Great, Now We Have To Pee In The Boat
Spontaneous reactions can create unintended and costly compliance issues
Perhaps you know the old joke about the two thirsty fishermen, far out in the ocean in a small boat, who find a magic bottle. One of them naturally rubs the bottle, and out comes a genie offering them a single wish. Before they can discuss what they should ask for, one of the men quickly wishes the entire ocean were turned into beer. In an instant, the ocean became beer, and the genie was gone in a puff of smoke.
They sit staring at each other for a moment. The one who made the wish is grinning from ear to ear, basking in his great accomplishment of acquiring all the beer he could ever drink. Finally the one who had no say about the wish looks around, sighs, and says, "Great. Now we have to pee in the boat."
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I find most organizations, just like the fishermen, put themselves in unpleasant situations, at least on occasion, as the result of spontaneous, unplanned actions. Likely there were no bodily functions involved, but many times the situation is something nearly as uncomfortable. Sometimes an initial action that seemed like a great idea at the time is executed without any serious consideration of its complete future impact. The cost of unintended consequences, even for well-intended actions, can be very high.
Many security and compliance issues are the result of ad hoc actions. In most cases, the original actions were well-meaning and on the surface seemed appropriate and maybe even necessary.
There are many clear examples, such as the network administrator who locks down firewalls to the point employees can’t get do their work and are forced to cheat the security. Perhaps it is the compliance officer who creates so many checks and balances that he has long forgotten what he is checking and balancing, but nonetheless creates endless, useless busy work for himself and his colleagues.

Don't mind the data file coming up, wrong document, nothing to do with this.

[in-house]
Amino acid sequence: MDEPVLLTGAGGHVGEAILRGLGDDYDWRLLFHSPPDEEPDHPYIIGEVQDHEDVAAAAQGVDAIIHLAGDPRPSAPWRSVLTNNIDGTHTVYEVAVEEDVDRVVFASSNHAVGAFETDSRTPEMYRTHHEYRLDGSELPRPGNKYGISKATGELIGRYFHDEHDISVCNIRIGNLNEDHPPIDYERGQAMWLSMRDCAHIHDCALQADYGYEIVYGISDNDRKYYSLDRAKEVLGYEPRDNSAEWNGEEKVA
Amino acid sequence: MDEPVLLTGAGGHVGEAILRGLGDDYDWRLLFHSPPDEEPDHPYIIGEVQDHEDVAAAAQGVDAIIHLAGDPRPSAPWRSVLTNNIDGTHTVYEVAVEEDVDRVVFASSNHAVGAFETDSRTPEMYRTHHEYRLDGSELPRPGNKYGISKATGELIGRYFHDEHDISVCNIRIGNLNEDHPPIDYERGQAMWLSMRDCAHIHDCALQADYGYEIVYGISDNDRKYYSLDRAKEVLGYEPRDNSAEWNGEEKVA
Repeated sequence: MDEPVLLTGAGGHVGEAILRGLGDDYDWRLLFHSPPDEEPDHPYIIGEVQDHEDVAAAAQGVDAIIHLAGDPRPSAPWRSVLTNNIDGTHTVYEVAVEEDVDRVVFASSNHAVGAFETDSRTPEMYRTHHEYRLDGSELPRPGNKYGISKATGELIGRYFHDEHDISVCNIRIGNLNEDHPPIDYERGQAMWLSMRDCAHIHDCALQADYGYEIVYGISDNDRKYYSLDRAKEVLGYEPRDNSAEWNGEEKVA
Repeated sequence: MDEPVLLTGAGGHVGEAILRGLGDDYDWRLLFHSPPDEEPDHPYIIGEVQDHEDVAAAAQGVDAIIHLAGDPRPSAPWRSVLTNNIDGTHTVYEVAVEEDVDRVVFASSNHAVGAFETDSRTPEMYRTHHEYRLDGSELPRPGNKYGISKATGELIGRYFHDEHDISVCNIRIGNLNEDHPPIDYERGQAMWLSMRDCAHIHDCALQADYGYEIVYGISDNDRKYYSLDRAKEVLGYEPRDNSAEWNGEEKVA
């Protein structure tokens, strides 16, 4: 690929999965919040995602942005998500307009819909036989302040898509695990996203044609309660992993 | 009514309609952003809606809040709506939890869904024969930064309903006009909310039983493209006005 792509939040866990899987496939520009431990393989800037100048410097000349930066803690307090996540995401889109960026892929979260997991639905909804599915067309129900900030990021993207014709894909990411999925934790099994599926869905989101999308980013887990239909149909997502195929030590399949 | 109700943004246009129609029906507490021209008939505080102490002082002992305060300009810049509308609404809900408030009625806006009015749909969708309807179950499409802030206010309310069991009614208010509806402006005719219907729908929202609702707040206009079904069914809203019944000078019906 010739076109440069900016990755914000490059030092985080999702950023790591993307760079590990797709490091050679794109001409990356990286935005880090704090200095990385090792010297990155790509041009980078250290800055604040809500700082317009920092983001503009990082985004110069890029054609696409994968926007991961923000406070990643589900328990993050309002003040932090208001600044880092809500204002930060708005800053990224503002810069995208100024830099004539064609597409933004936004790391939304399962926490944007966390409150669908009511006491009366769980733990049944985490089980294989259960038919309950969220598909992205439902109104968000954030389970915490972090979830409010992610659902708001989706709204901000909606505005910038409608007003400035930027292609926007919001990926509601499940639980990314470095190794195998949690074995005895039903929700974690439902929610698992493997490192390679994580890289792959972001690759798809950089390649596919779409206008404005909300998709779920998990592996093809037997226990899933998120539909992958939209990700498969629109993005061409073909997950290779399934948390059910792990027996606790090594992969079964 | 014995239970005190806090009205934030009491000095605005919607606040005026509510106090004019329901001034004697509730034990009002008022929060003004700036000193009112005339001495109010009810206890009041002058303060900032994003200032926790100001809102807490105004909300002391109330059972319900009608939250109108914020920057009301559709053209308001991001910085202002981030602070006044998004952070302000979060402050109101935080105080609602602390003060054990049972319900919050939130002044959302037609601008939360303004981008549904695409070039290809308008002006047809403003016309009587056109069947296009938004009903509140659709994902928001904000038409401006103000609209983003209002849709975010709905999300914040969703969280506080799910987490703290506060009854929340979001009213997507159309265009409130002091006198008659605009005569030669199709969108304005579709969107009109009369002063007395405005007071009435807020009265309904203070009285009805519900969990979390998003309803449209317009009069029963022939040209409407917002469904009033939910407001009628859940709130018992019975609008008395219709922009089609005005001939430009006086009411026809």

And we have all experienced the overly complex passwords, such as #E84ti~C0v, that are so inhuman we have to write them down, thus making them incredibly unsecure. These were all well-intended ideas that forced staff to essentially pee in the boat of their business’ compliance and security.
I realize not every decision requires a long evaluation and review cycle, which would be more paralyzing and dangerous than many quick-draw bad decisions. I suggest something we often say in our office: “The fastest way to do something is to do it right.” This usually requires a reasonable amount of forethought of eventual consequences. Any security or compliance personnel who can put some thought into their actions can help keep their business in great shape and moving along efficiently.
Glenn S. Phillips prefers that clients not have to pee in their boat. He is the president of Forte' Incorporated where he works with business leaders who want to leverage technology and understand the often hidden risks within. Glenn is the author of the book Nerd-to-English and you can find him on twitter at @NerdToEnglish.